Record: Why are you running for Director of Student Organizations?
Princess Daisy Akita: In my past year working with SG and working as a member of different organizations, I am honestly honored and inspired by how much time and energy people put into student orgs here at HLS in the context of a very demanding academic curriculum, and so my motivation is to help support that work and to empower student leaders, and make them able to give more and do even more for their organizations.
R: What are your goals for the coming year?
PDA: The first one is to make sure that the current set of student orgs we have is actually catering to the needs of students, and the way I envision doing that is to set up a reorganization process that is open to new ideas and fresh infusion of energy from 1Ls that come in next year and 2Ls who have seen a gap in what the current student orgs can provide. The second part is to make sure that we encourage collaboration. When we are trying to organize these schoolwide activities, we want to make sure that there is such a participation from the student body, and the way to do that is to use the already established channels of student organizations, so, hitting up WLA, BLSA, Supero, La Alianza, and SALSA, reach out to their members and make sure their members can join.
R: Is there anything that you would like to do that you would say is beyond the control of student government?
PDA: This is a concern that’s been expressed by public interest focused students, that such great amounts of funding come from private interest firms. Private firms are funding a lot of the work that the student body is exposed to, so that’s a concern I share. I think that if we’re really focused on creating more holistic opportunities for students while they’re here and after they leave, we should probably think about how we structurally establish sources, because what happens is that you get money from a firm and you have to do something for the firm in return. And you have some orgs that will not get funding at all from these firms; the firms are not about to sponsor a union-focused student group. It then falls on student government and DOS to make sure that such student groups thrive.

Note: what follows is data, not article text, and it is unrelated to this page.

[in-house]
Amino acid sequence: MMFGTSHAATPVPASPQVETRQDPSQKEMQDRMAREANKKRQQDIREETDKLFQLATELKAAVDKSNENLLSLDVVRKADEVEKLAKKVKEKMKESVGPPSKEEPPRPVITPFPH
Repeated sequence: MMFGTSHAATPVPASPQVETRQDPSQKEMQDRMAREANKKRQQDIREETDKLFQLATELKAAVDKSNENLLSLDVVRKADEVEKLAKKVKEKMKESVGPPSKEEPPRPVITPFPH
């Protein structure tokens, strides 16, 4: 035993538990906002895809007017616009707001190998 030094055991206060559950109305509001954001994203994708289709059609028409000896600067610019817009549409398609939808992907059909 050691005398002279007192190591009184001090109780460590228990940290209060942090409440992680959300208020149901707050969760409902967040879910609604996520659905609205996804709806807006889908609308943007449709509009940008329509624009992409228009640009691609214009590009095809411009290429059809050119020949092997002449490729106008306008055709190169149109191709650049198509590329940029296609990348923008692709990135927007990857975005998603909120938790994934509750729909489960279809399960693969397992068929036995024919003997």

R: As somebody who would be leading student organizations, are there any student organizations that you foresee yourself having a very strong commitment to next year?
PDA: I hope to be doing some work with the Black Law Students Association and Defenders. These are two groups that have become really close to my heart this past year, and I hope to work and support their vision next year.
R: What do you think distinguishes you as a candidate?
PDA: I really would value people’s support in this role. I would value people’s support because I think there’s so much that we can do when we’re able to collaborate and work together to create the kind of HLS community we want. I think actually the freedom seder really inspired me personally, because you had all these groups coming together. It was such a beautiful space. It’s probably the most beautiful space I’ve ever been in at HLS. It’s all these student groups presenting something to the Seder table, discussing what the significance of the thing they are presenting is, and it’s just a very intentional community where people come together and they partake in this beautiful ritual. I was very touched by it, and I think that really highlights what we can do when we come together. That is my vision for student organizations: create a collaboration that works well for everyone, because then you have more people participating in your space and your events, and there’s more for everyone.
R: Do you think there should be a student organization for people who really like dogs?
PDA: Absolutely! This is something we need to talk about. In college, it was amazing. We had a little place with a ton of dogs in front of the science center, and people could just come and play with the dogs, and feel better about their lives when it was really stressful, and I think that we should totally have that, just a “dog day.”